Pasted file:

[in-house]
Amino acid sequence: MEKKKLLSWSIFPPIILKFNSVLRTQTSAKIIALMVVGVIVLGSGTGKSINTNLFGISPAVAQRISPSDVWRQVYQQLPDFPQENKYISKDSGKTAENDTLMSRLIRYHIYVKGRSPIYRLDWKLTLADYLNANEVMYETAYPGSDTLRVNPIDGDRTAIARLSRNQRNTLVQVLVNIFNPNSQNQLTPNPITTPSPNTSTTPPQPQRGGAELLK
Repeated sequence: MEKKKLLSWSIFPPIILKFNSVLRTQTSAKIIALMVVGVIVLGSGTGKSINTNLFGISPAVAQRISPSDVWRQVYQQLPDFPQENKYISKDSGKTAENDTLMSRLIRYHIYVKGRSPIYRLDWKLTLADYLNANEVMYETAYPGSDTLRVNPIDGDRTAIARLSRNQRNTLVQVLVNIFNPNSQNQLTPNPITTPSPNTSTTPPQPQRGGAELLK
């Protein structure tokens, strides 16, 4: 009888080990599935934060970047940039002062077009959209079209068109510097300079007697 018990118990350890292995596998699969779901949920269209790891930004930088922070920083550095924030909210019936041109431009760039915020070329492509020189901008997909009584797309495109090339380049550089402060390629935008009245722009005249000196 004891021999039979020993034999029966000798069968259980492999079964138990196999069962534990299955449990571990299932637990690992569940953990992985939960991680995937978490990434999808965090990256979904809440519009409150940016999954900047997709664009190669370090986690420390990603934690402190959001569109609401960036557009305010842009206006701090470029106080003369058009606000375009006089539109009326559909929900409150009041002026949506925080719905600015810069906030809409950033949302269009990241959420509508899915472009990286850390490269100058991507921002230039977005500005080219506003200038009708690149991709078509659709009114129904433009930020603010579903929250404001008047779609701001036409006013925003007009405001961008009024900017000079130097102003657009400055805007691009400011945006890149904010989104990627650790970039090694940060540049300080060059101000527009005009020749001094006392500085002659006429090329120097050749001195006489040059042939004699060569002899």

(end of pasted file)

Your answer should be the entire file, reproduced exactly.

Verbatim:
[in-house]
Amino acid sequence: MEKKKLLSWSIFPPIILKFNSVLRTQTSAKIIALMVVGVIVLGSGTGKSINTNLFGISPAVAQRISPSDVWRQVYQQLPDFPQENKYISKDSGKTAENDTLMSRLIRYHIYVKGRSPIYRLDWKLTLADYLNANEVMYETAYPGSDTLRVNPIDGDRTAIARLSRNQRNTLVQVLVNIFNPNSQNQLTPNPITTPSPNTSTTPPQPQRGGAELLK
Repeated sequence: MEKKKLLSWSIFPPIILKFNSVLRTQTSAKIIALMVVGVIVLGSGTGKSINTNLFGISPAVAQRISPSDVWRQVYQQLPDFPQENKYISKDSGKTAENDTLMSRLIRYHIYVKGRSPIYRLDWKLTLADYLNANEVMYETAYPGSDTLRVNPIDGDRTAIARLSRNQRNTLVQVLVNIFNPNSQNQLTPNPITTPSPNTSTTPPQPQRGGAELLK
């Protein structure tokens, strides 16, 4: 009888080990599935934060970047940039002062077009959209079209068109510097300079007697 018990118990350890292995596998699969779901949920269209790891930004930088922070920083550095924030909210019936041109431009760039915020070329492509020189901008997909009584797309495109090339380049550089402060390629935008009245722009005249000196 004891021999039979020993034999029966000798069968259980492999079964138990196999069962534990299955449990571990299932637990690992569940953990992985939960991680995937978490990434999808965090990256979904809440519009409150940016999954900047997709664009190669370090986690420390990603934690402190959001569109609401960036557009305010842009206006701090470029106080003369058009606000375009006089539109009326559909929900409150009041002026949506925080719905600015810069906030809409950033949302269009990241959420509508899915472009990286850390490269100058991507921002230039977005500005080219506003200038009708690149991709078509659709009114129904433009930020603010579903929250404001008047779609701001036409006013925003007009405001961008009024900017000079130097102003657009400055805007691009400011945006890149904010989104990627650790970039090694940060540049300080060059101000527009005009020749001094006392500085002659006429090329120097050749001195006489040059042939004699060569002899």